The planet Uranus and its satellites form one of the most mysterious systems in our Solar System. Geological traces of global resurfacing of the main satellites and the abnormally relatively high values of some of their orbital elements suggest a rich dynamical evolution. The orbits are expected to slowly drift away owing to tides raised on the planet. As a result, several mean motion resonances (MMR) between the satellites were likely encountered in the past. In this presentation, we address the dynamical and tidal evolution of the five major satellites of Uranus, namely, Miranda, Ariel, Umbriel, Titania, and Oberon.

Resorting to an N-body model that takes into account the tidal evolution of the orbits and the spins of all bodies, we have shown that, since the 5/3 Ariel-Umbriel MMR, the evolution of the system is not disturbed. We also developed a secular two-satellite model to study in detail the passage through the 5/3 Ariel-Umbriel MMR, both analytically and numerically. By performing a large number of numerical simulations, we have shown that the eccentricity of Ariel (e1) is the key variable to evade the 5/3 MMR. We have also shown that, to replicate the currently observed inclinations of Ariel (I1 = 0.0167◦) and Umbriel (I2 = 0.0796◦ ), the initial inclinations of both satellites must be I1 ≤ 0.05◦ and I2 ≈ 0.082◦. These initial inclination values are similar to the currently observed.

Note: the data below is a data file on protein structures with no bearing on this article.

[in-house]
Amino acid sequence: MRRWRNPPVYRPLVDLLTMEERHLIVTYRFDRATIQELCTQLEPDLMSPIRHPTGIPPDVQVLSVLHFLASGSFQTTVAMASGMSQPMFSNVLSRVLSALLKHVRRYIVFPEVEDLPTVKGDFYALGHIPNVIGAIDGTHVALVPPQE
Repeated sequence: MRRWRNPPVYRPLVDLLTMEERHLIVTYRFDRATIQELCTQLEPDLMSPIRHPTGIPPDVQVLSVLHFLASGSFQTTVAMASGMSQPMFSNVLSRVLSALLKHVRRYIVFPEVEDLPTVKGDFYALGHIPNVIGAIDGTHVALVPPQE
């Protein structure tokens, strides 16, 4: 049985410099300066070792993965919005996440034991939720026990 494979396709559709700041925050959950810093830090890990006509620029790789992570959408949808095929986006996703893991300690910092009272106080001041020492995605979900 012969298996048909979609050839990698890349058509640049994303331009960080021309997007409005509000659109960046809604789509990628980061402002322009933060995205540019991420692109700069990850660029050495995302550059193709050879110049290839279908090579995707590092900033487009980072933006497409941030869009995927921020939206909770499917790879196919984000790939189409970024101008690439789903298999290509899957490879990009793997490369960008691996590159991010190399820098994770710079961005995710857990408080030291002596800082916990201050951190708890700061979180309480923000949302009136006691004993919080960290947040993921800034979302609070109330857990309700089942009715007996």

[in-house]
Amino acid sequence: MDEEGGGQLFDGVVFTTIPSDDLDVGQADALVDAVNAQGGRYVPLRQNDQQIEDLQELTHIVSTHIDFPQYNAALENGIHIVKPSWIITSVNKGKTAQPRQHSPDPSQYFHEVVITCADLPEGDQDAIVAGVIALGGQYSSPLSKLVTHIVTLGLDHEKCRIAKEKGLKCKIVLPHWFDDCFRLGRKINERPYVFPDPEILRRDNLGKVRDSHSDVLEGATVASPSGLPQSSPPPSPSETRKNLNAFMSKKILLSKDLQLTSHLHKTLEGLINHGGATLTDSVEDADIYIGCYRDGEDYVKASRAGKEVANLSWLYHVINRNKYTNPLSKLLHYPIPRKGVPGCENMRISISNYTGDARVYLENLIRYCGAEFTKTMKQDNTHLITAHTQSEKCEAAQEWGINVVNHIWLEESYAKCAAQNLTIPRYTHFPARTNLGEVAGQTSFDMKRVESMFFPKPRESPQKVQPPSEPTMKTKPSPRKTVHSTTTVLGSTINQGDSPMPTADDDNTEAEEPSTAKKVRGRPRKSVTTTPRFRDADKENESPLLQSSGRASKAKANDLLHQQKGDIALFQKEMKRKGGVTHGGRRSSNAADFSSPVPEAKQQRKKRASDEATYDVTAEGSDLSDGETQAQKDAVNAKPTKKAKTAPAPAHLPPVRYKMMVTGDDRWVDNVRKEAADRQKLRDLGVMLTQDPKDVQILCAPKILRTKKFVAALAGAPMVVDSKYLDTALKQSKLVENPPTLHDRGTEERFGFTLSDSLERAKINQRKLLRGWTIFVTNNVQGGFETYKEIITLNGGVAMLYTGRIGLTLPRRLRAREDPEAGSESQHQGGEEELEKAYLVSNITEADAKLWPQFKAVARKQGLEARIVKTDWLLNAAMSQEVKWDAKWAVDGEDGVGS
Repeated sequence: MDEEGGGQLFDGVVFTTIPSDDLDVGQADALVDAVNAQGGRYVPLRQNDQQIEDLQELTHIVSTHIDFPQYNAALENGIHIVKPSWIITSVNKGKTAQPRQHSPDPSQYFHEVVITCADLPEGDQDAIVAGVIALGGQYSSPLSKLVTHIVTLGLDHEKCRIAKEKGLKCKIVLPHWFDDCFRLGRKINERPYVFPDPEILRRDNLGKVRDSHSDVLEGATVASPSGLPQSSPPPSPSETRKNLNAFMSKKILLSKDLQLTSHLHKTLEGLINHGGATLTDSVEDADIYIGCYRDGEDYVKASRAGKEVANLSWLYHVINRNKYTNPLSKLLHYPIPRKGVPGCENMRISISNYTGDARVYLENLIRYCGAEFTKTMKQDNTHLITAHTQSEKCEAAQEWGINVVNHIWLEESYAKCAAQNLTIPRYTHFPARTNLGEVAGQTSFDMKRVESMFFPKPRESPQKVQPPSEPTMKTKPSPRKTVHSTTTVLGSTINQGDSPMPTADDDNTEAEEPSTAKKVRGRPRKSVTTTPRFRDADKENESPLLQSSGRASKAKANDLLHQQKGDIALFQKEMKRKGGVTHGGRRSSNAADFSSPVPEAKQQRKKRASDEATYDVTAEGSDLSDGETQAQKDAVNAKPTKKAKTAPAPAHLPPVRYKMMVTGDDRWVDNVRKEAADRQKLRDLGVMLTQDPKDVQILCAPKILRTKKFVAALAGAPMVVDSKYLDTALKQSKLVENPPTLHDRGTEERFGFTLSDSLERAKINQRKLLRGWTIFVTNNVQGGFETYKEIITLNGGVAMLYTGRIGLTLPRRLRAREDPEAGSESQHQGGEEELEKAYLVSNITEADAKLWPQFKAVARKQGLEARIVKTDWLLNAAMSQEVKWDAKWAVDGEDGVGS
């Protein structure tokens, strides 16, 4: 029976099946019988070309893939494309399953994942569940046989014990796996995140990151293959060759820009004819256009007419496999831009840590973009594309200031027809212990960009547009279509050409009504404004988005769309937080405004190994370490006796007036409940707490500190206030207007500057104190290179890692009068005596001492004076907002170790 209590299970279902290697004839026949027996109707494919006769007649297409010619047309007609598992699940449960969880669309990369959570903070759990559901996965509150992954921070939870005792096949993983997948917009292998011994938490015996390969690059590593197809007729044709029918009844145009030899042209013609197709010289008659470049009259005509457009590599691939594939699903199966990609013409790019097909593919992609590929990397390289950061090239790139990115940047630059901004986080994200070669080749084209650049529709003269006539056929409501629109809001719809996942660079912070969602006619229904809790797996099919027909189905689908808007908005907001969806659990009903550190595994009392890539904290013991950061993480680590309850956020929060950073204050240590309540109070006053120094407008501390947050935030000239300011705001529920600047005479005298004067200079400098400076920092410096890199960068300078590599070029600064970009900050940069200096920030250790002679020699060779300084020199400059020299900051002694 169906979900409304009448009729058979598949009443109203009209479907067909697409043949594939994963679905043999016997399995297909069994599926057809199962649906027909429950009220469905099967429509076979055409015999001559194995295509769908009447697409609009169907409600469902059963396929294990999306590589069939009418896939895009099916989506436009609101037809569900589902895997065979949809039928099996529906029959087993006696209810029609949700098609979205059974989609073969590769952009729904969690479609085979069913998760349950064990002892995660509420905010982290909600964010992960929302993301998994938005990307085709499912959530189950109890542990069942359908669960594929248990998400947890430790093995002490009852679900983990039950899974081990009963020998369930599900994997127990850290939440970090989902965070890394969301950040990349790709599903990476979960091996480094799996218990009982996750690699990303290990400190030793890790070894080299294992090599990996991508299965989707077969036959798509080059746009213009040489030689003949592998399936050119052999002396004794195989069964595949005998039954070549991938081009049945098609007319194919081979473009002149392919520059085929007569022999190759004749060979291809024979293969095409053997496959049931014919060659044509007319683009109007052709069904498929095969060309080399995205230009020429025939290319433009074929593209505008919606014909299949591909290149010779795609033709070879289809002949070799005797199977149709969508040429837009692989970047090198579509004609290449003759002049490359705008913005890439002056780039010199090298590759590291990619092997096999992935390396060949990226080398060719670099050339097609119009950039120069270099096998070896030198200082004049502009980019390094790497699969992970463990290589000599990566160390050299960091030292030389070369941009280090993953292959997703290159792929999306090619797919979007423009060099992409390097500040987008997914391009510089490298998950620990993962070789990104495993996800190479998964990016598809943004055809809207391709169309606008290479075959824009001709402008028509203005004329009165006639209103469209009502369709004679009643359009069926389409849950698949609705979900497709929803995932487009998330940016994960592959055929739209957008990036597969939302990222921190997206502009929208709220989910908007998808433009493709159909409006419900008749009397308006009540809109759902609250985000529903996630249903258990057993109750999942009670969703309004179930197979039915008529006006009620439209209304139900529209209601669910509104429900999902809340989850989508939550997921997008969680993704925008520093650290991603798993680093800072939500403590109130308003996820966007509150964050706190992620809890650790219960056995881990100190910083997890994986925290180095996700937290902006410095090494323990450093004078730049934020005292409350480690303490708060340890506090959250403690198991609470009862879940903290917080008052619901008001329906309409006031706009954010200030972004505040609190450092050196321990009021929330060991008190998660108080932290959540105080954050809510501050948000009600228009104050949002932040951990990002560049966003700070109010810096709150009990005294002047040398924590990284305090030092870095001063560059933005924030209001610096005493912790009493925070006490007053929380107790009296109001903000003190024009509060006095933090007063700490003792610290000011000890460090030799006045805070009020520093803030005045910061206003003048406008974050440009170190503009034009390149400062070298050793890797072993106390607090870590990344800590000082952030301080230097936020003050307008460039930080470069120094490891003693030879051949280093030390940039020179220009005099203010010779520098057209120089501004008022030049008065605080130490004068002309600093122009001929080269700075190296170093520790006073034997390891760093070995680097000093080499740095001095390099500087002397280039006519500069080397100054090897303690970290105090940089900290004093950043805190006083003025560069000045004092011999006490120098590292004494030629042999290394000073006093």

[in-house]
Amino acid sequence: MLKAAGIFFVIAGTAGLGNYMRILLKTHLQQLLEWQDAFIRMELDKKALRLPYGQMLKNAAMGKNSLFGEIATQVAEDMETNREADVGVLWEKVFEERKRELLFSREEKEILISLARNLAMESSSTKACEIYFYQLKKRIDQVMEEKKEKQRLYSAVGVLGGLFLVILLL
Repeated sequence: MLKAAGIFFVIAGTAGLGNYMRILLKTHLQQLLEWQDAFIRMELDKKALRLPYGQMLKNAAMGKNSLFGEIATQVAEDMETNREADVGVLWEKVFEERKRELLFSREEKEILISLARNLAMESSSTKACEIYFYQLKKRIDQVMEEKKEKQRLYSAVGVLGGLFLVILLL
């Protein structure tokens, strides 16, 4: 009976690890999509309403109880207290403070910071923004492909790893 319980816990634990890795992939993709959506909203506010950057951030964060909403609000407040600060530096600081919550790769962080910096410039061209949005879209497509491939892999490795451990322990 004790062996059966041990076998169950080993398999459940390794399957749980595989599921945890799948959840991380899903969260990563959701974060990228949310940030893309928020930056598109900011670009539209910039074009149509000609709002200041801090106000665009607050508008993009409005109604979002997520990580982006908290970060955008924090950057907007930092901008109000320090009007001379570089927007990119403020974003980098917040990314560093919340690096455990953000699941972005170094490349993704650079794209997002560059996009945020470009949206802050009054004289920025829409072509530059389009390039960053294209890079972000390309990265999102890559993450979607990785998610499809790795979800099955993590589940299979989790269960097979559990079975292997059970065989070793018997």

Organized by: Catarina Cosme